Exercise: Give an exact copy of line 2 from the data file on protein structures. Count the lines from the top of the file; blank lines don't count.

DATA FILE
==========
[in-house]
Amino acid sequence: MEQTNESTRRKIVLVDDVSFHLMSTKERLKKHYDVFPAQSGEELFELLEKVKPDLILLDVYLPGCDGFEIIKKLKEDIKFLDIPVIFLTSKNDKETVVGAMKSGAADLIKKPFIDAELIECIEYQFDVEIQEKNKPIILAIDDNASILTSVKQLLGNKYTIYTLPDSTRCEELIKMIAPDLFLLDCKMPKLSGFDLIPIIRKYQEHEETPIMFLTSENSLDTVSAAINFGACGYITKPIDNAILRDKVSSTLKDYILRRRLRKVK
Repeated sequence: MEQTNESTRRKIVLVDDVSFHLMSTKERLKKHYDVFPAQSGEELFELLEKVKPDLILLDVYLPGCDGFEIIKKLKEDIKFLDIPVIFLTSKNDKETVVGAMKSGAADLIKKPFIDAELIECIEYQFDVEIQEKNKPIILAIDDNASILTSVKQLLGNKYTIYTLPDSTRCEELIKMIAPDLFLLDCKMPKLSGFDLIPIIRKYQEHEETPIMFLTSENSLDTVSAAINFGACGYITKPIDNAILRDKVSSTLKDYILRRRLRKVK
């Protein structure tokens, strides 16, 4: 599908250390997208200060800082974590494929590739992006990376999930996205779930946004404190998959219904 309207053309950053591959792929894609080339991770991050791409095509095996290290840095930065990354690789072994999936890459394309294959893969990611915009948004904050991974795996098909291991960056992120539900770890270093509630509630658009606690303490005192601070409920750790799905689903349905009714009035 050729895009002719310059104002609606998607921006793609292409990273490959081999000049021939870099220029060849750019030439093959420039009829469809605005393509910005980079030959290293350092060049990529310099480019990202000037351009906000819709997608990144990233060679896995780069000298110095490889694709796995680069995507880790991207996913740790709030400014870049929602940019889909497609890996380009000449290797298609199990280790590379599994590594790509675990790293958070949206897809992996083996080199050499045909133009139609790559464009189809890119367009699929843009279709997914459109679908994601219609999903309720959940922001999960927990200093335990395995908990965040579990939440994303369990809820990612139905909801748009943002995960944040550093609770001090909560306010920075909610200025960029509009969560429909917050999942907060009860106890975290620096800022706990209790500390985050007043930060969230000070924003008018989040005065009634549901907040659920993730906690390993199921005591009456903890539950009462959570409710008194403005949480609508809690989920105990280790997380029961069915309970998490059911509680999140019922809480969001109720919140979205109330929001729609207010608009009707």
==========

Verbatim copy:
Amino acid sequence: MEQTNESTRRKIVLVDDVSFHLMSTKERLKKHYDVFPAQSGEELFELLEKVKPDLILLDVYLPGCDGFEIIKKLKEDIKFLDIPVIFLTSKNDKETVVGAMKSGAADLIKKPFIDAELIECIEYQFDVEIQEKNKPIILAIDDNASILTSVKQLLGNKYTIYTLPDSTRCEELIKMIAPDLFLLDCKMPKLSGFDLIPIIRKYQEHEETPIMFLTSENSLDTVSAAINFGACGYITKPIDNAILRDKVSSTLKDYILRRRLRKVK